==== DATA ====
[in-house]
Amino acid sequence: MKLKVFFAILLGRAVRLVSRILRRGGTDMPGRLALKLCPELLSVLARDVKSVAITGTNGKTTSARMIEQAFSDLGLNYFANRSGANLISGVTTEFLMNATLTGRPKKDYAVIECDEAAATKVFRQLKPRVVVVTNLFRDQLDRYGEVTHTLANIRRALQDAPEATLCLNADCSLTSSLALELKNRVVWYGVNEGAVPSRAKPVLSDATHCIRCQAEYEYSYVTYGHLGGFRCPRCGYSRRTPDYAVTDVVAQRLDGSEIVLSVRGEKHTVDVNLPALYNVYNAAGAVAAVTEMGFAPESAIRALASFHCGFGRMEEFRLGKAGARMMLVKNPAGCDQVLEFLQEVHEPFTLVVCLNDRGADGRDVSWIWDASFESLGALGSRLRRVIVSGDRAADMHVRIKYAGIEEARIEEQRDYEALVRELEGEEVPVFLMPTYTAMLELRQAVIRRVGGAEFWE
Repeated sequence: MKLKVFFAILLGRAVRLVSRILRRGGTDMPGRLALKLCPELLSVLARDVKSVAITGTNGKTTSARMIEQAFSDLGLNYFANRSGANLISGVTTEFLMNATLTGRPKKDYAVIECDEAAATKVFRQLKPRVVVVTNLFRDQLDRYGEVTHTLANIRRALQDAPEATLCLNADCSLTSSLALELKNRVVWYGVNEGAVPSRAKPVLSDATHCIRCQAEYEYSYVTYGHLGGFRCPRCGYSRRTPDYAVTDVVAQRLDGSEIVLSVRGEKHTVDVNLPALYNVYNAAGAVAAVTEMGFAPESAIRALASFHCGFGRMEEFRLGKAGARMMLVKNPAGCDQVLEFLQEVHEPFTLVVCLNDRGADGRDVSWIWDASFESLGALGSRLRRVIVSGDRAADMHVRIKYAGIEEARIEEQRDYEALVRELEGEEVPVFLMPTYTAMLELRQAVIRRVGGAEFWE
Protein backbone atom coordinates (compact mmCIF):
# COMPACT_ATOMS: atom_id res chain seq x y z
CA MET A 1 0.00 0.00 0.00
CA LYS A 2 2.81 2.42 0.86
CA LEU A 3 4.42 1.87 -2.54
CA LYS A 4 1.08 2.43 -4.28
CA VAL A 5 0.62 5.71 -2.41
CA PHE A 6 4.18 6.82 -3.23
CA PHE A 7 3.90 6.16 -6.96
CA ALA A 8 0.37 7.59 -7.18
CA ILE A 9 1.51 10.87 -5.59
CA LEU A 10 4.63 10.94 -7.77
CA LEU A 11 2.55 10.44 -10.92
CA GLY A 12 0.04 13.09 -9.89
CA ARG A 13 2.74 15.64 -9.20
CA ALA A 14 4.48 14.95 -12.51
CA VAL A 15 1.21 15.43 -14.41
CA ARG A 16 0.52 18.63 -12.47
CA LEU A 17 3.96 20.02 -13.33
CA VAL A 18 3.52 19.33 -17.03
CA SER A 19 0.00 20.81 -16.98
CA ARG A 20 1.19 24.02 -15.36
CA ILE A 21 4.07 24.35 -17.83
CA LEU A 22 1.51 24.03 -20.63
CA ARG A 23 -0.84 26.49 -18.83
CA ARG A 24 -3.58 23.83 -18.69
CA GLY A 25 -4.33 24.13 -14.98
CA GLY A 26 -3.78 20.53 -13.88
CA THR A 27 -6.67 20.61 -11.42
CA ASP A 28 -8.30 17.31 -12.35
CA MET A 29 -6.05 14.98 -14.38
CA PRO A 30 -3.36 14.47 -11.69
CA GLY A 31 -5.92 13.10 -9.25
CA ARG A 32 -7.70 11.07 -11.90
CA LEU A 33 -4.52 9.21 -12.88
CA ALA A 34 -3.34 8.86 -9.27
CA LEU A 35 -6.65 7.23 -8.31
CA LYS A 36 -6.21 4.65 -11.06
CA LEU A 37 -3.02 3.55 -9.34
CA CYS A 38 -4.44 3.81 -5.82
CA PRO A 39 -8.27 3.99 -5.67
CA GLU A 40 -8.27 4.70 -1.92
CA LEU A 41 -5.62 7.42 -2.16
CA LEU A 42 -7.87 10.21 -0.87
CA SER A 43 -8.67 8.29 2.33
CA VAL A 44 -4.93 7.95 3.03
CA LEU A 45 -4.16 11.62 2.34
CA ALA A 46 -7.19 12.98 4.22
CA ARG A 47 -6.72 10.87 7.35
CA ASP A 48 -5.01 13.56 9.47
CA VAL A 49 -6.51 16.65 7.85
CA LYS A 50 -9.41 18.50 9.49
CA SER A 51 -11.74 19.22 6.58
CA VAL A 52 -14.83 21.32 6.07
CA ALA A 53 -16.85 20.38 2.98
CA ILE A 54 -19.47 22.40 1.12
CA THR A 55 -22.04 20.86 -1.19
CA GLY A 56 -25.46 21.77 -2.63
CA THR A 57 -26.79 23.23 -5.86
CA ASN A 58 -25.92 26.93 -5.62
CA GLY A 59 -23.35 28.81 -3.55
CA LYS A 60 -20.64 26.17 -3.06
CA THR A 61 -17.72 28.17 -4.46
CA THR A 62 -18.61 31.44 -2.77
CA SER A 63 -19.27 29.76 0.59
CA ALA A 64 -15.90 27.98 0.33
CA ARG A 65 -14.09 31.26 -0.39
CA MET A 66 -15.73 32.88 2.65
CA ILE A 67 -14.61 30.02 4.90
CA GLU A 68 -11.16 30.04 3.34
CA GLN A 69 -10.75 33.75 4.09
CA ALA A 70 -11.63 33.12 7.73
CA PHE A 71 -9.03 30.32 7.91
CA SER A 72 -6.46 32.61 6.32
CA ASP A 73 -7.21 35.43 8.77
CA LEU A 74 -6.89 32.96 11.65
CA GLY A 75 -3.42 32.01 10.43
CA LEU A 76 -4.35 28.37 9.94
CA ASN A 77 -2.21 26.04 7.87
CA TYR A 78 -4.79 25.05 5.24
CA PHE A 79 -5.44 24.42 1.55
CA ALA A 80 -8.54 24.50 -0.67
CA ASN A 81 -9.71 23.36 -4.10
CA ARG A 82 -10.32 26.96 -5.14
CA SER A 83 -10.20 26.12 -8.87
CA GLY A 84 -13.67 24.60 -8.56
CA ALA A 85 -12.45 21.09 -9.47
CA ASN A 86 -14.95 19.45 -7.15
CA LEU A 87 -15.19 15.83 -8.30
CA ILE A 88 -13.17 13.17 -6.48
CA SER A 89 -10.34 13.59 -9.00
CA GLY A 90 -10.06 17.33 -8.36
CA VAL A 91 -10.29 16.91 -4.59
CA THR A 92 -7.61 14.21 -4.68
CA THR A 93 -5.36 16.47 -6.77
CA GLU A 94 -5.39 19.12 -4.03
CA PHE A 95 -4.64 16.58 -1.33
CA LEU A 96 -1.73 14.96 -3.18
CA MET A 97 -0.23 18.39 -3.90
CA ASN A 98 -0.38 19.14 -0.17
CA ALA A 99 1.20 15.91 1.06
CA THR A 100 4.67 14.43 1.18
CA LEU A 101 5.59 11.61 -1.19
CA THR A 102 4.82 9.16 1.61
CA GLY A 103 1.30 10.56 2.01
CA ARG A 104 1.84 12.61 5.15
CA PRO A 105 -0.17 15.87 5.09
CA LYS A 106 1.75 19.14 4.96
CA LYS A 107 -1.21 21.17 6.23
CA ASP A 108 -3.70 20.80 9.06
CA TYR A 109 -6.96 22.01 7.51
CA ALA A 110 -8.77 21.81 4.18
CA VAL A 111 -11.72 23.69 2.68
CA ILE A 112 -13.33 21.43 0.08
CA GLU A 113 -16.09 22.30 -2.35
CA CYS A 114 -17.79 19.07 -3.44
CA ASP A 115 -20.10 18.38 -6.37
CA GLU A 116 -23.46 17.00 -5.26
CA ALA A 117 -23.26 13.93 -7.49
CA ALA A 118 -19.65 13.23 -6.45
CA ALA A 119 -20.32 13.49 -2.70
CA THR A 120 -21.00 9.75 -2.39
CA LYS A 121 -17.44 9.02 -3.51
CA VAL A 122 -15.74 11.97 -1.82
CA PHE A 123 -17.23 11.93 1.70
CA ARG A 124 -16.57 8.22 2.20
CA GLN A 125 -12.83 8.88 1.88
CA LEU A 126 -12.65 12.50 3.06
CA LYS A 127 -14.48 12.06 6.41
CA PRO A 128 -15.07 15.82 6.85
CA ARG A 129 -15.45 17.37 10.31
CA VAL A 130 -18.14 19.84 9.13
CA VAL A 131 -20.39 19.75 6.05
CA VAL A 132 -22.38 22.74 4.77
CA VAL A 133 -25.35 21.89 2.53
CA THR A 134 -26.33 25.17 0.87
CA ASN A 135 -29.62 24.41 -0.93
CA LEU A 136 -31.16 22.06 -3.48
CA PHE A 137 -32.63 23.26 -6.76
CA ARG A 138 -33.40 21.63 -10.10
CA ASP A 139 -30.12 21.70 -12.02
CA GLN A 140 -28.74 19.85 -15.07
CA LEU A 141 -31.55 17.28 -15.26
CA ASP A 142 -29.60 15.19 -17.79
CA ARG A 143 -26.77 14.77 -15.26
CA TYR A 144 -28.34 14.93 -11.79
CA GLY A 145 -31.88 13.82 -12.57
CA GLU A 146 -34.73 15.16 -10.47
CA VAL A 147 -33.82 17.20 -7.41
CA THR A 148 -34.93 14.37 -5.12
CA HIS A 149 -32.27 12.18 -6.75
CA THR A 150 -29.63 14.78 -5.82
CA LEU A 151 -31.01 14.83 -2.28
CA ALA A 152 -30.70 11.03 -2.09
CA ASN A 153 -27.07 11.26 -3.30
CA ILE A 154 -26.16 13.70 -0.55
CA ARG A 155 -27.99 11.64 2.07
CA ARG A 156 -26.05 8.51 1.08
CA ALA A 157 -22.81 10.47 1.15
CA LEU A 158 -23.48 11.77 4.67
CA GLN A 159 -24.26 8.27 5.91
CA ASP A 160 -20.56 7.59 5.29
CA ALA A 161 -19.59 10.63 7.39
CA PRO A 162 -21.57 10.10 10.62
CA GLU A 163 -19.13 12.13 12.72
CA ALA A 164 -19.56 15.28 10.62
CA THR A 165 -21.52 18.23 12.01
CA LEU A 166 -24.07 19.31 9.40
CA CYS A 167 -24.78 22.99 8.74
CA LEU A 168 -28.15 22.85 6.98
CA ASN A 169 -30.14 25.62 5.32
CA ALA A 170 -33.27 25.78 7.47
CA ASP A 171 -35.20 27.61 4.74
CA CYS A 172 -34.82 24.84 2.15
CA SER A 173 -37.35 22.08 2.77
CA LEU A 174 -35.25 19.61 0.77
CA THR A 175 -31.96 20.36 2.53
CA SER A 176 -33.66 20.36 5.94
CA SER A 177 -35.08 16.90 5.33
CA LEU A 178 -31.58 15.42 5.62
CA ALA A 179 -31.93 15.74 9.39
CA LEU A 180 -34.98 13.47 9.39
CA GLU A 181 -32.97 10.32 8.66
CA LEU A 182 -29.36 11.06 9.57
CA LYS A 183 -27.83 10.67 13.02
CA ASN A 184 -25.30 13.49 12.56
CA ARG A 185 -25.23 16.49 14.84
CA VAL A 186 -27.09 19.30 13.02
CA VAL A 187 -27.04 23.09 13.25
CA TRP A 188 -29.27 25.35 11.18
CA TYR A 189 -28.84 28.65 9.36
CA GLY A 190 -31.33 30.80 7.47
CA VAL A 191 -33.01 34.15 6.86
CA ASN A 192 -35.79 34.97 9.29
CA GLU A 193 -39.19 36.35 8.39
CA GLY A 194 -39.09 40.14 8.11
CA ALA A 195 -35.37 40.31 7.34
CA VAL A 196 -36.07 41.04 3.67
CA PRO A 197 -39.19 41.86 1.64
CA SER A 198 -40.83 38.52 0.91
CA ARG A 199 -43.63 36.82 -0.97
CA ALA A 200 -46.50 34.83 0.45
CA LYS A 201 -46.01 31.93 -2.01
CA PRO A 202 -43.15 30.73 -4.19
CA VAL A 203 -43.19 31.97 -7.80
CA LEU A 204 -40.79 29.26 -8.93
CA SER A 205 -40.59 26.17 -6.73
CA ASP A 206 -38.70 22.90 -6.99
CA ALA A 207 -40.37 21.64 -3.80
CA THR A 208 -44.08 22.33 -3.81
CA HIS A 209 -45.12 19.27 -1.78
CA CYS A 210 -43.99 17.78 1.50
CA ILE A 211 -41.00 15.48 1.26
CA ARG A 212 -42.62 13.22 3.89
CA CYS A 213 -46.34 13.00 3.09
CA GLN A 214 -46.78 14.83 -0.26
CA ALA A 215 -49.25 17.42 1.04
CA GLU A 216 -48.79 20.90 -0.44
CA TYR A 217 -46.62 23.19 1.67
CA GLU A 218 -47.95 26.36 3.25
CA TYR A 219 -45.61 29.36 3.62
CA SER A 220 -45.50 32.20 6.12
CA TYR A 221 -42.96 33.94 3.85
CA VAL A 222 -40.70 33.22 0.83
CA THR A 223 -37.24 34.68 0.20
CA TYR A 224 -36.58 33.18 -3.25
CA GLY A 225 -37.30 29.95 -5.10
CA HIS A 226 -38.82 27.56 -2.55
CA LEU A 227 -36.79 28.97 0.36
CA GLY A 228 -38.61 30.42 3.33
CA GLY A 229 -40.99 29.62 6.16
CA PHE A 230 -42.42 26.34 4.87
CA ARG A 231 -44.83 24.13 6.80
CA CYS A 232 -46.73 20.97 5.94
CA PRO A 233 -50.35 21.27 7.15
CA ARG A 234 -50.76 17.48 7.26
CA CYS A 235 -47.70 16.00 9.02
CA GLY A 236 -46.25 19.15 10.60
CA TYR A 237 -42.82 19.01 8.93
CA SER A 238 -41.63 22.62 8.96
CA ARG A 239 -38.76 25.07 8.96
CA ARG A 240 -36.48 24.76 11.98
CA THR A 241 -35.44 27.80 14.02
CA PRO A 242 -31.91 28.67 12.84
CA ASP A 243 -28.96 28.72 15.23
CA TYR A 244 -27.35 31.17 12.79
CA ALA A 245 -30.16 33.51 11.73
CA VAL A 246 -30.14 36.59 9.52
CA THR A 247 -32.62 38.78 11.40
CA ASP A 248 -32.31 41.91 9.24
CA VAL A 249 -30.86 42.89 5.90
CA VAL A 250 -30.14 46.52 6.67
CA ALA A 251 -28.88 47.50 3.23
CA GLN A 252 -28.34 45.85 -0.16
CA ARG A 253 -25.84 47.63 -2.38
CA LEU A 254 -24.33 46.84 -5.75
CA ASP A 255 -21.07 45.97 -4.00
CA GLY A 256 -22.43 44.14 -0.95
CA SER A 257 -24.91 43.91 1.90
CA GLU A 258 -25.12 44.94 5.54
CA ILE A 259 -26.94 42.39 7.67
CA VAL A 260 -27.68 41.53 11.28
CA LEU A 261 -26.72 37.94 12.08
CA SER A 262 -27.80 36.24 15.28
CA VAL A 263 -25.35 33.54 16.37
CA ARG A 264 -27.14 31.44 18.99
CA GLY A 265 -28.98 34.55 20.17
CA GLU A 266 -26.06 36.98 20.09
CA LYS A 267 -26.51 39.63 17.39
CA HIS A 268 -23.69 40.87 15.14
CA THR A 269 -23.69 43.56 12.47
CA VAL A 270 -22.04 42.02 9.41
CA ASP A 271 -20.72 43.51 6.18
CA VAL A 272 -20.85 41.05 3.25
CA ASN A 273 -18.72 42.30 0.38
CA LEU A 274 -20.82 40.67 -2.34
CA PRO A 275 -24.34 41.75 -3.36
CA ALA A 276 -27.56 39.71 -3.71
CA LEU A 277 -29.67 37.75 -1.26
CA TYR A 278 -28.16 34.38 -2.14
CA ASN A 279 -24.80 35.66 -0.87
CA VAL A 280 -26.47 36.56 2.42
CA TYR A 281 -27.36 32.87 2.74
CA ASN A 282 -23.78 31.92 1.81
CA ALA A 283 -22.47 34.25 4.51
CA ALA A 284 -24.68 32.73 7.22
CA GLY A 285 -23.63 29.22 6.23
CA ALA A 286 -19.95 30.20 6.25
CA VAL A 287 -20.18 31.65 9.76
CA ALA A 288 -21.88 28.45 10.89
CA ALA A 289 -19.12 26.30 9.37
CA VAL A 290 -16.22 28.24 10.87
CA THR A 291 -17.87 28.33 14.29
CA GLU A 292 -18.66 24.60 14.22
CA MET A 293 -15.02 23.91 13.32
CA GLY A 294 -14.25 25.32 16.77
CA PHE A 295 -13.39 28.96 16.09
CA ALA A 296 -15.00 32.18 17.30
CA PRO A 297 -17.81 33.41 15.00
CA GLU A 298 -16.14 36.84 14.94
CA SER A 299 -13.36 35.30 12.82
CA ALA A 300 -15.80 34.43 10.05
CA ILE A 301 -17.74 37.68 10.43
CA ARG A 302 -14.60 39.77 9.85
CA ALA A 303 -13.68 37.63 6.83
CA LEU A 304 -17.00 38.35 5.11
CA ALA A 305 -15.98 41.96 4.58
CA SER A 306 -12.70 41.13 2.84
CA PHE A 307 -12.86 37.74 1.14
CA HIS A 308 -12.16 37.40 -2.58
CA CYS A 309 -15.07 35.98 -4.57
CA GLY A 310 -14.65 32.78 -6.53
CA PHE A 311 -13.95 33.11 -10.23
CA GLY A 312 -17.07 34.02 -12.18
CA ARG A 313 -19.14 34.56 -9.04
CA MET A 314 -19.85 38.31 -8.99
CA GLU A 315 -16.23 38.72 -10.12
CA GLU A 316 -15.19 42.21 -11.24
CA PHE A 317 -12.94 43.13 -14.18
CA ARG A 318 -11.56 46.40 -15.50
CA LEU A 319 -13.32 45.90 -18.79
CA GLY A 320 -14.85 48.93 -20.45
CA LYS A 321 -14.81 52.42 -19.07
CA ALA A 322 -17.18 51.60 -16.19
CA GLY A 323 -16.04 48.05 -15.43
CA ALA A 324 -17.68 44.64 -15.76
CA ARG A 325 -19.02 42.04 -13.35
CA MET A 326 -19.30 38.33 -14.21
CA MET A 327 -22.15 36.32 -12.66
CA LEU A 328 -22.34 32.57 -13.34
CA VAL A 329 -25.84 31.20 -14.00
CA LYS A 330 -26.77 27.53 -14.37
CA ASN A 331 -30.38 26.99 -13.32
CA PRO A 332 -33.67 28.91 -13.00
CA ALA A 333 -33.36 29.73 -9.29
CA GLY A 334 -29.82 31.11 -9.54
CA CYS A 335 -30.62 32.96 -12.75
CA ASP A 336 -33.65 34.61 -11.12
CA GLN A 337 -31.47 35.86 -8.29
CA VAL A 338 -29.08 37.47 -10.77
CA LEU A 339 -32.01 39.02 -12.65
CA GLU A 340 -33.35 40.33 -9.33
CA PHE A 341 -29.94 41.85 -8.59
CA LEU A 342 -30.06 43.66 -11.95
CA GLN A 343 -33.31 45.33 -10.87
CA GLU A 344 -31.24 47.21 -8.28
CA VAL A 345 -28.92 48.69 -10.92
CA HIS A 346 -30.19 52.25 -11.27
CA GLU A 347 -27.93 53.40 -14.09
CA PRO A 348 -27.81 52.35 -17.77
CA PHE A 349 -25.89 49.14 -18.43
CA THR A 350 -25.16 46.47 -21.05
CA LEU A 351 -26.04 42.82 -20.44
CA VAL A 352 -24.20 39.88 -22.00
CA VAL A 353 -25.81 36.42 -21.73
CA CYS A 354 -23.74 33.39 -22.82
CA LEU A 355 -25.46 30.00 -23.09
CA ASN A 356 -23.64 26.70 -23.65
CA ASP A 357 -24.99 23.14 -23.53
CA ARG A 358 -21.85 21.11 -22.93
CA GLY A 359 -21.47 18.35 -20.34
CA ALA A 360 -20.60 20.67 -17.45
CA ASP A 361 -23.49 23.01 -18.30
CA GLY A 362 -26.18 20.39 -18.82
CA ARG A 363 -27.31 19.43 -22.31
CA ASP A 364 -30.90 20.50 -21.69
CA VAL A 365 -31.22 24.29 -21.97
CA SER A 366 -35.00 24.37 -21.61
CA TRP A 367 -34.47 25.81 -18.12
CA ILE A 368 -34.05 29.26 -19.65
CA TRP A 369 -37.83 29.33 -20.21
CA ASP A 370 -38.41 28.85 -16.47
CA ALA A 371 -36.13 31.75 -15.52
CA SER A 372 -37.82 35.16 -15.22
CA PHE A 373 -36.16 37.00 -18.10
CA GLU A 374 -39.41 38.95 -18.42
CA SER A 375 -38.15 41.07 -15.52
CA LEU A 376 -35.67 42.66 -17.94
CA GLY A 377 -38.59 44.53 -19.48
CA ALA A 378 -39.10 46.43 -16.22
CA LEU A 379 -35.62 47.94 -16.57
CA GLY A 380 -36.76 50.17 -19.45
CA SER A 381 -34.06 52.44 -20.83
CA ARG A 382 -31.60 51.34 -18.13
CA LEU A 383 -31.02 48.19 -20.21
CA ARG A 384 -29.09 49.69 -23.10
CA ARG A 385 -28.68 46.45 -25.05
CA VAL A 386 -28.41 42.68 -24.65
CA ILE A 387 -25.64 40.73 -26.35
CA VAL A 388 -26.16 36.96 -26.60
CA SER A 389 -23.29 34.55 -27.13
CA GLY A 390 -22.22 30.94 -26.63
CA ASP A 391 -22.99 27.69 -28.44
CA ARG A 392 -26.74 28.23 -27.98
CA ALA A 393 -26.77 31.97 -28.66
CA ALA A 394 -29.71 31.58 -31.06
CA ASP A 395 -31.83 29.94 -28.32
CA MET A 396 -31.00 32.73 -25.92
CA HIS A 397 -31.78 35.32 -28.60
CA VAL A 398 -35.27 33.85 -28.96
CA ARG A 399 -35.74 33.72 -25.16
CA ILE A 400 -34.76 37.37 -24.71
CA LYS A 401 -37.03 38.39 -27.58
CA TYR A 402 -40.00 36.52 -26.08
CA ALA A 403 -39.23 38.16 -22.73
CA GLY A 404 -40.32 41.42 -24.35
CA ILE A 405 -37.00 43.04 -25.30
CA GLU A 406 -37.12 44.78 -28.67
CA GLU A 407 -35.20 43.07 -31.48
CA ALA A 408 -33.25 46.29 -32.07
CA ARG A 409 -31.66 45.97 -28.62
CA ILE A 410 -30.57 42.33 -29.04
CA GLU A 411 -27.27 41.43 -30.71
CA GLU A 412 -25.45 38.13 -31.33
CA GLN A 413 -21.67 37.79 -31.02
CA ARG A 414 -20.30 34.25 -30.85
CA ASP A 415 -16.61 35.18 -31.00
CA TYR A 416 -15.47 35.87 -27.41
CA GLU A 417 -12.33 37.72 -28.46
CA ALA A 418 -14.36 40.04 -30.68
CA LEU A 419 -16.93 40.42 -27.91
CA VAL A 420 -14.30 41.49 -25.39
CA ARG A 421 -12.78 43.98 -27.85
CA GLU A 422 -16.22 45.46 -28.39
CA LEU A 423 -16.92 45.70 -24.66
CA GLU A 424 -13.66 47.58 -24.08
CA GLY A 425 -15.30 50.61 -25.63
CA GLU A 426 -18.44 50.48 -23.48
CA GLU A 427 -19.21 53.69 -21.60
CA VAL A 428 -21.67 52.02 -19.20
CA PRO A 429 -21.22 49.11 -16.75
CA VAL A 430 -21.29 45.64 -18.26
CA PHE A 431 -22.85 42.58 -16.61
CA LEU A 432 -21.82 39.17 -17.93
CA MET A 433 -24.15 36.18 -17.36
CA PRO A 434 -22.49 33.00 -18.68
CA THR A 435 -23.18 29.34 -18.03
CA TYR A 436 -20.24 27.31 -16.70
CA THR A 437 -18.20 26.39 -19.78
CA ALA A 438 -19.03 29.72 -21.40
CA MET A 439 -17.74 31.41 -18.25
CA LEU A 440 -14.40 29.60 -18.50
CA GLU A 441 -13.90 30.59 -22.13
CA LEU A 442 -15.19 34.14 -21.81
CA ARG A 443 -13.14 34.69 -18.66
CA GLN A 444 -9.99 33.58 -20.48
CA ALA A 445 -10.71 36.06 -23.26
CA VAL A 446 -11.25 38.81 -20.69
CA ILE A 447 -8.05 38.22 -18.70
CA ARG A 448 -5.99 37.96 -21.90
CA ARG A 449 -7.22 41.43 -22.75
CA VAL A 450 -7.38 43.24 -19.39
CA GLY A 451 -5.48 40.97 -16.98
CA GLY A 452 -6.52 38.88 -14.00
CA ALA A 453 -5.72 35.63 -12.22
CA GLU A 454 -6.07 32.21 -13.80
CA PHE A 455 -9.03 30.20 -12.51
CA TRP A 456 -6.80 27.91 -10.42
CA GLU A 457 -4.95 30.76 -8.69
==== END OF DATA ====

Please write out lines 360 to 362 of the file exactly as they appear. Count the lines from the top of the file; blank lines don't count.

CA LEU A 355 -25.46 30.00 -23.09
CA ASN A 356 -23.64 26.70 -23.65
CA ASP A 357 -24.99 23.14 -23.53